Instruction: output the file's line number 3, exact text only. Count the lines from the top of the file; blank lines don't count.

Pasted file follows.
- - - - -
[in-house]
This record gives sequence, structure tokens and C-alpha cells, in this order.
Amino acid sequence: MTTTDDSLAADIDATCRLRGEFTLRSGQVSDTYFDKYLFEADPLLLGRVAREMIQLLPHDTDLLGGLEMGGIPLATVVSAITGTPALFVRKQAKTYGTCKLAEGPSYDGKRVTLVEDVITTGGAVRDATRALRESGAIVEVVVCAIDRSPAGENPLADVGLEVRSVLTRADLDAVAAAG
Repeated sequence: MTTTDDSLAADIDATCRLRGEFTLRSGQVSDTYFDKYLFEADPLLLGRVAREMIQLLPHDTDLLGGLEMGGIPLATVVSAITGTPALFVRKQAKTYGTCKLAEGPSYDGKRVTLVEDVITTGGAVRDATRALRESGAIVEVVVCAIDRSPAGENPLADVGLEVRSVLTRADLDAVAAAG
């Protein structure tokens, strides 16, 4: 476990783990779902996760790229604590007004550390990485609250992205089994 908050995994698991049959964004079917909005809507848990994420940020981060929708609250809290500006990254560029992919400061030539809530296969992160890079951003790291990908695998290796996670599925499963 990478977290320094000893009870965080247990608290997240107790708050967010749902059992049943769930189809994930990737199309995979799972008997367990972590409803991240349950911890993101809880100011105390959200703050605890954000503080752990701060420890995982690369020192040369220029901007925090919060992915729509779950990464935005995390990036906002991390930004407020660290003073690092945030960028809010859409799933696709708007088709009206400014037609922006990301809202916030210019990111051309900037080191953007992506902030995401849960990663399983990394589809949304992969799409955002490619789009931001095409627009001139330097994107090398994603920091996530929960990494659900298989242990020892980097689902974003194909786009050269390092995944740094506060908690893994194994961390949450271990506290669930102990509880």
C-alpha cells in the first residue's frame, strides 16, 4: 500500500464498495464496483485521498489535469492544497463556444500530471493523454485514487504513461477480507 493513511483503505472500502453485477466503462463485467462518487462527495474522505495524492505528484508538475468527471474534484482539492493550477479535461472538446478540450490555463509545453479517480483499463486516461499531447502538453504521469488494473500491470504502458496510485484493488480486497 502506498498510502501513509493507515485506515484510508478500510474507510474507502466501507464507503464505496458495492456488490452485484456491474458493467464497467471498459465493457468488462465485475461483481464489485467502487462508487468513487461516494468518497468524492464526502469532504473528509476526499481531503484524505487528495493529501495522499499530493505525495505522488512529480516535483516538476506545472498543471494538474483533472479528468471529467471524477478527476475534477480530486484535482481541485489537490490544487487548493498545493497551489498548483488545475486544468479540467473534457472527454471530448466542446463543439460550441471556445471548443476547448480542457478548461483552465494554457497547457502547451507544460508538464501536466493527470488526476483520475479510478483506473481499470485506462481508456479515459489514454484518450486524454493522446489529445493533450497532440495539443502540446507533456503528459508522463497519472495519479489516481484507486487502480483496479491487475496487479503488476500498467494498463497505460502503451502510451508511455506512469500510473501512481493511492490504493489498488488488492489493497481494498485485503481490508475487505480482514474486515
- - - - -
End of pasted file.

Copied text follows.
Amino acid sequence: MTTTDDSLAADIDATCRLRGEFTLRSGQVSDTYFDKYLFEADPLLLGRVAREMIQLLPHDTDLLGGLEMGGIPLATVVSAITGTPALFVRKQAKTYGTCKLAEGPSYDGKRVTLVEDVITTGGAVRDATRALRESGAIVEVVVCAIDRSPAGENPLADVGLEVRSVLTRADLDAVAAAG